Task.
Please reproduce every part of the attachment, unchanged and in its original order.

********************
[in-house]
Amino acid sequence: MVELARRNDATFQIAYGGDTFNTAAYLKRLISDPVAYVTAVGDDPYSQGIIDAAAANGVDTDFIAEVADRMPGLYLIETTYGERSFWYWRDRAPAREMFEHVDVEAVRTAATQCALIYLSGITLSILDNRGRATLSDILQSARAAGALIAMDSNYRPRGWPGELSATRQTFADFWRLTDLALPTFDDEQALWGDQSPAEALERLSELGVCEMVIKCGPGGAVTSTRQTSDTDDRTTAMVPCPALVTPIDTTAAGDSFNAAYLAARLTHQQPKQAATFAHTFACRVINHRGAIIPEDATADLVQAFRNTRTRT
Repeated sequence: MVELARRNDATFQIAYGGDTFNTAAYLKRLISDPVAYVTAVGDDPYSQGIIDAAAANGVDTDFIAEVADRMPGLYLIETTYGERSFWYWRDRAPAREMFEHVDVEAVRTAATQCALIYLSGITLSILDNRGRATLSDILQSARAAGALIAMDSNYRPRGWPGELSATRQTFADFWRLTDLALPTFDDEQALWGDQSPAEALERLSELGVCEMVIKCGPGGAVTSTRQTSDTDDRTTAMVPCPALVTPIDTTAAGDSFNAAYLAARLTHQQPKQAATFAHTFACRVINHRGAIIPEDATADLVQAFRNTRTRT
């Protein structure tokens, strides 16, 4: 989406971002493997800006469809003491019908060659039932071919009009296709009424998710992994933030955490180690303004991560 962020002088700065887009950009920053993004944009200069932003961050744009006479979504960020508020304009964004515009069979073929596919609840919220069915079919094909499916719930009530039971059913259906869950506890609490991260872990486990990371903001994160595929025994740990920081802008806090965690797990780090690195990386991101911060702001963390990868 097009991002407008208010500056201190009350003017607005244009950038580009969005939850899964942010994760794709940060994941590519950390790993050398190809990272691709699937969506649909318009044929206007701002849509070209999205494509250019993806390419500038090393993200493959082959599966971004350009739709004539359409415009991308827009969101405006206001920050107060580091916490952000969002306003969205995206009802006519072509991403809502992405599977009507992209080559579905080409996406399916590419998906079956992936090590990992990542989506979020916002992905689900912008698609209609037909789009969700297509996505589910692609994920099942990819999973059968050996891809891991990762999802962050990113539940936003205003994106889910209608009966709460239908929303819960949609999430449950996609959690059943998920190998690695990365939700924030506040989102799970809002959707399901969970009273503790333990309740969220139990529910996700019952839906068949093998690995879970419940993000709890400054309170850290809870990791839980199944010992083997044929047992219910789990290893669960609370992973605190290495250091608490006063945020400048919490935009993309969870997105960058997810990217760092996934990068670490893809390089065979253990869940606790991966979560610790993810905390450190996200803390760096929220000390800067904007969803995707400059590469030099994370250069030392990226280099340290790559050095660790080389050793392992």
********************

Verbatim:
[in-house]
Amino acid sequence: MVELARRNDATFQIAYGGDTFNTAAYLKRLISDPVAYVTAVGDDPYSQGIIDAAAANGVDTDFIAEVADRMPGLYLIETTYGERSFWYWRDRAPAREMFEHVDVEAVRTAATQCALIYLSGITLSILDNRGRATLSDILQSARAAGALIAMDSNYRPRGWPGELSATRQTFADFWRLTDLALPTFDDEQALWGDQSPAEALERLSELGVCEMVIKCGPGGAVTSTRQTSDTDDRTTAMVPCPALVTPIDTTAAGDSFNAAYLAARLTHQQPKQAATFAHTFACRVINHRGAIIPEDATADLVQAFRNTRTRT
Repeated sequence: MVELARRNDATFQIAYGGDTFNTAAYLKRLISDPVAYVTAVGDDPYSQGIIDAAAANGVDTDFIAEVADRMPGLYLIETTYGERSFWYWRDRAPAREMFEHVDVEAVRTAATQCALIYLSGITLSILDNRGRATLSDILQSARAAGALIAMDSNYRPRGWPGELSATRQTFADFWRLTDLALPTFDDEQALWGDQSPAEALERLSELGVCEMVIKCGPGGAVTSTRQTSDTDDRTTAMVPCPALVTPIDTTAAGDSFNAAYLAARLTHQQPKQAATFAHTFACRVINHRGAIIPEDATADLVQAFRNTRTRT
């Protein structure tokens, strides 16, 4: 989406971002493997800006469809003491019908060659039932071919009009296709009424998710992994933030955490180690303004991560 962020002088700065887009950009920053993004944009200069932003961050744009006479979504960020508020304009964004515009069979073929596919609840919220069915079919094909499916719930009530039971059913259906869950506890609490991260872990486990990371903001994160595929025994740990920081802008806090965690797990780090690195990386991101911060702001963390990868 097009991002407008208010500056201190009350003017607005244009950038580009969005939850899964942010994760794709940060994941590519950390790993050398190809990272691709699937969506649909318009044929206007701002849509070209999205494509250019993806390419500038090393993200493959082959599966971004350009739709004539359409415009991308827009969101405006206001920050107060580091916490952000969002306003969205995206009802006519072509991403809502992405599977009507992209080559579905080409996406399916590419998906079956992936090590990992990542989506979020916002992905689900912008698609209609037909789009969700297509996505589910692609994920099942990819999973059968050996891809891991990762999802962050990113539940936003205003994106889910209608009966709460239908929303819960949609999430449950996609959690059943998920190998690695990365939700924030506040989102799970809002959707399901969970009273503790333990309740969220139990529910996700019952839906068949093998690995879970419940993000709890400054309170850290809870990791839980199944010992083997044929047992219910789990290893669960609370992973605190290495250091608490006063945020400048919490935009993309969870997105960058997810990217760092996934990068670490893809390089065979253990869940606790991966979560610790993810905390450190996200803390760096929220000390800067904007969803995707400059590469030099994370250069030392990226280099340290790559050095660790080389050793392992």